The anthology was published by Woodbridge Press in 2017.
When I wrote my story, I tried to channel my sense of wonder from reading Arthur C. Clarke as a kid. My story title is a homage via Clarke's novel, 'Songs of Distant Earth'.
Talking of Arthur C. Clarke, I used to work as a book designer, and one of the first eBooks I produced was 'Fables from the Fountain' (2011), a collection of fantastical shaggy dog stories told or set in a fictitious London pub, and very much a homage to Clarke's similar book, 'Tales from the White Hart' (1957). I've not read Clarke's original, but Fables from the Fountain is one of my favorite short story anthologies, and with the likes of Stephen Baxter and Neil Gaiman telling the stories it felt exciting at the time to be involved.
And there's more.
There's the two Reality War novels, and the novella Last Man Through the Gate, all of which are part of the Human Legion Universe. Although I'm proud of them, they weren't intended as military science fiction and so I'm not pushing them. I may rewrite them at some point to fit in thematically with the other Legion novels.
I also have stories in various anthologies, but check the names as some stories appear in more than one. I'm in Total Conflict (I did the cover design for that) and the same story in Further Conflicts (which is an amazing cover and nothing to do with me). I wrote a story called 'Hill 435' for Crises & Conflicts, but if you're a signed up Legionary, you can get it for free so buy the book if you like, but not for that story. Also, Shoes, Ships & Cadavers and a bunch of print magazines from when I was starting out. The very first story I had published was called Themistocles, which won a short story competition in 2002. It was the origin story for the Human Legion. I had another Human Legion Universe story in a print magazine back in 2003, and one in a defunct online magazine in 2005. Neither of those involved the Human Marine Corps – it's a big galaxy!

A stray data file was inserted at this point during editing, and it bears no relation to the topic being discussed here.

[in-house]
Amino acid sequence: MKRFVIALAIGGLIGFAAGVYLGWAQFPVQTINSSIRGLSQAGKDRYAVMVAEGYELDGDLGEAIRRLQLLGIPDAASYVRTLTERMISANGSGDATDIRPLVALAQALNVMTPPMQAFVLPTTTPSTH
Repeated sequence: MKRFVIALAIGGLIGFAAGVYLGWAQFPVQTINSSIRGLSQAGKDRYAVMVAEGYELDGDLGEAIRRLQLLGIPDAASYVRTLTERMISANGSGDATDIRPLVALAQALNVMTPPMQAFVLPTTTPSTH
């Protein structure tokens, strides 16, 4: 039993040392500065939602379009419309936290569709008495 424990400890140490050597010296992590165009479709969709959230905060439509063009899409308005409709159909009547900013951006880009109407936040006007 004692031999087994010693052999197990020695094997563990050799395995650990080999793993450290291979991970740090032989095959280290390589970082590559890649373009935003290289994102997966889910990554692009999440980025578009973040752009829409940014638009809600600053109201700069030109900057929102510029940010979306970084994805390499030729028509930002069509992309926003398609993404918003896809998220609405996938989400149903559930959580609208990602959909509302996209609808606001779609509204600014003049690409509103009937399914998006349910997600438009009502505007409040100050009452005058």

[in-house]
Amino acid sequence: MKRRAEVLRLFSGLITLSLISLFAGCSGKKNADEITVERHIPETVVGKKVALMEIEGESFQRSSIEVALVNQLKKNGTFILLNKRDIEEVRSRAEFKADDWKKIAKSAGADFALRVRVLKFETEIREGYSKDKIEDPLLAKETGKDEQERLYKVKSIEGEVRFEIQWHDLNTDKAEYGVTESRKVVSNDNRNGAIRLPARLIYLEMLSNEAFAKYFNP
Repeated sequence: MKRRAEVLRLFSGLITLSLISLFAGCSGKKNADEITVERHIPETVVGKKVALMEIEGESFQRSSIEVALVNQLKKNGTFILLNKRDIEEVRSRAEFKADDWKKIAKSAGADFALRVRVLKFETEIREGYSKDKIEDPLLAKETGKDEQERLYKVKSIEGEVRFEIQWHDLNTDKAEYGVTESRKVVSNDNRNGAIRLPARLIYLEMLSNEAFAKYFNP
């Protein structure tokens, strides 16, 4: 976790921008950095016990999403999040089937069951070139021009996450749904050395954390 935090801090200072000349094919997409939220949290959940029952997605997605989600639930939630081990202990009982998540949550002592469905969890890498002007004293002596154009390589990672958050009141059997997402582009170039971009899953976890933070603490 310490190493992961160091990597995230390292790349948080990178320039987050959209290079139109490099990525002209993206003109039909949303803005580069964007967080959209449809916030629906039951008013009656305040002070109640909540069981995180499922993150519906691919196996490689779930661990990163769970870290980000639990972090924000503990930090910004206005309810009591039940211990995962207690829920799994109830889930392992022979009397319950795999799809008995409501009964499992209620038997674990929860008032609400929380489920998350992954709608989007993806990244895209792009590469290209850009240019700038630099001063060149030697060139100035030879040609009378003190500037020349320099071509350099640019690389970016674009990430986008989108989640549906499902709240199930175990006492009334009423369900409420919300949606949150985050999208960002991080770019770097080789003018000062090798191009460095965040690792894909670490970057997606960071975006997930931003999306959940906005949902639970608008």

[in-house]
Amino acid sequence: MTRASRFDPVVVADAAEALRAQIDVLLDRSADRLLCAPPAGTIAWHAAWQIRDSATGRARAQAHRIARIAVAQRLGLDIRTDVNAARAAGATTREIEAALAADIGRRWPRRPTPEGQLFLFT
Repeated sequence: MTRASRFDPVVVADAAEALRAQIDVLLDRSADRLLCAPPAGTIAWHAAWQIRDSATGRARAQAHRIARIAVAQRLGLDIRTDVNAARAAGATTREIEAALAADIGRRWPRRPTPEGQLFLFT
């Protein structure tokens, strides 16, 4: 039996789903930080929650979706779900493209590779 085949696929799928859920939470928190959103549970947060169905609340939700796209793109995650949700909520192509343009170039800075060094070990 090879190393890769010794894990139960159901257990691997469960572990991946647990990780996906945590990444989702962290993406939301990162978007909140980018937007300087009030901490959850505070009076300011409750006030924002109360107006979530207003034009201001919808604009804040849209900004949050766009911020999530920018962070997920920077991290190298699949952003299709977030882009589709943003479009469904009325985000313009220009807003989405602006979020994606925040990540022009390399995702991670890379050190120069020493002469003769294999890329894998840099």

I published a bunch of stories with Greyhart Press under my own name (many now de-listed while I'm thinking what to do with them) and YA fantasy/ SF stories with The Repository of Imagination under the pen name Crustias Scattermush. I'm still very proud of those.
One of the earliest short stories I wrote (in 2002, I think) still stands the test of time and is my favourite title. Sometimes it's free and sometimes it's 99c. The vagaries of Amazon, but you can see it here.
By the way, when I started being published, I decided to call myself professionally Tim C. Taylor. I added the initial (it stands for Charles) because there were other Tim Taylors who published before me. Unfortunately, a decade later an Australian author started publishing as "Tim C Taylor" without the period. A lot of retailers and search engines think we're the same person. It's just one of those things and I don't think many people buy his books thinking mistakenly that they're mine. Anyway, if you see any of the books on this link then they're nothing to do with me: https://www.smashwords.com/profile/view/TimothyCTaylor (BTW: I'm sure you wouldn't, but just to be clear, I'm pointing out this other author to avoid confusing us; please don't send him abuse!)